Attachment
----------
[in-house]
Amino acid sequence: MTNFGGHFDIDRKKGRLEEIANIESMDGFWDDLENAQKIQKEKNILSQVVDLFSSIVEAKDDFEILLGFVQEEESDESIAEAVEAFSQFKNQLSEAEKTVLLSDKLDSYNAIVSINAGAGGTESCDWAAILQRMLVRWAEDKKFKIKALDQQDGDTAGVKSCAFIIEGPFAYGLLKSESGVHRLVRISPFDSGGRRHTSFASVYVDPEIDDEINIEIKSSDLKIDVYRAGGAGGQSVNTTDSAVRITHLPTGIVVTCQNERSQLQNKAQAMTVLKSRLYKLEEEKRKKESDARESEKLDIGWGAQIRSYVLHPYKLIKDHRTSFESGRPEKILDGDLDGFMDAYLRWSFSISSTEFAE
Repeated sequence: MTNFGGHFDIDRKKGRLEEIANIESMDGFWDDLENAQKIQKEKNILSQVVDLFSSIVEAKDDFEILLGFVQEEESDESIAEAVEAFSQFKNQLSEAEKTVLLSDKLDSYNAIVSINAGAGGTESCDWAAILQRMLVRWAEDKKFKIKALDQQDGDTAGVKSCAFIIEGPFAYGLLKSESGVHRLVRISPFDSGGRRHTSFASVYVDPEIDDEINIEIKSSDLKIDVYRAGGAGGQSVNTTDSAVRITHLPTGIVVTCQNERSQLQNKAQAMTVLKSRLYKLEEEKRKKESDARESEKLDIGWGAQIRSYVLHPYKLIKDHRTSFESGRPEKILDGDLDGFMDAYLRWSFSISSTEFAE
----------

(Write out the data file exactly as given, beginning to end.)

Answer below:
[in-house]
Amino acid sequence: MTNFGGHFDIDRKKGRLEEIANIESMDGFWDDLENAQKIQKEKNILSQVVDLFSSIVEAKDDFEILLGFVQEEESDESIAEAVEAFSQFKNQLSEAEKTVLLSDKLDSYNAIVSINAGAGGTESCDWAAILQRMLVRWAEDKKFKIKALDQQDGDTAGVKSCAFIIEGPFAYGLLKSESGVHRLVRISPFDSGGRRHTSFASVYVDPEIDDEINIEIKSSDLKIDVYRAGGAGGQSVNTTDSAVRITHLPTGIVVTCQNERSQLQNKAQAMTVLKSRLYKLEEEKRKKESDARESEKLDIGWGAQIRSYVLHPYKLIKDHRTSFESGRPEKILDGDLDGFMDAYLRWSFSISSTEFAE
Repeated sequence: MTNFGGHFDIDRKKGRLEEIANIESMDGFWDDLENAQKIQKEKNILSQVVDLFSSIVEAKDDFEILLGFVQEEESDESIAEAVEAFSQFKNQLSEAEKTVLLSDKLDSYNAIVSINAGAGGTESCDWAAILQRMLVRWAEDKKFKIKALDQQDGDTAGVKSCAFIIEGPFAYGLLKSESGVHRLVRISPFDSGGRRHTSFASVYVDPEIDDEINIEIKSSDLKIDVYRAGGAGGQSVNTTDSAVRITHLPTGIVVTCQNERSQLQNKAQAMTVLKSRLYKLEEEKRKKESDARESEKLDIGWGAQIRSYVLHPYKLIKDHRTSFESGRPEKILDGDLDGFMDAYLRWSFSISSTEFAE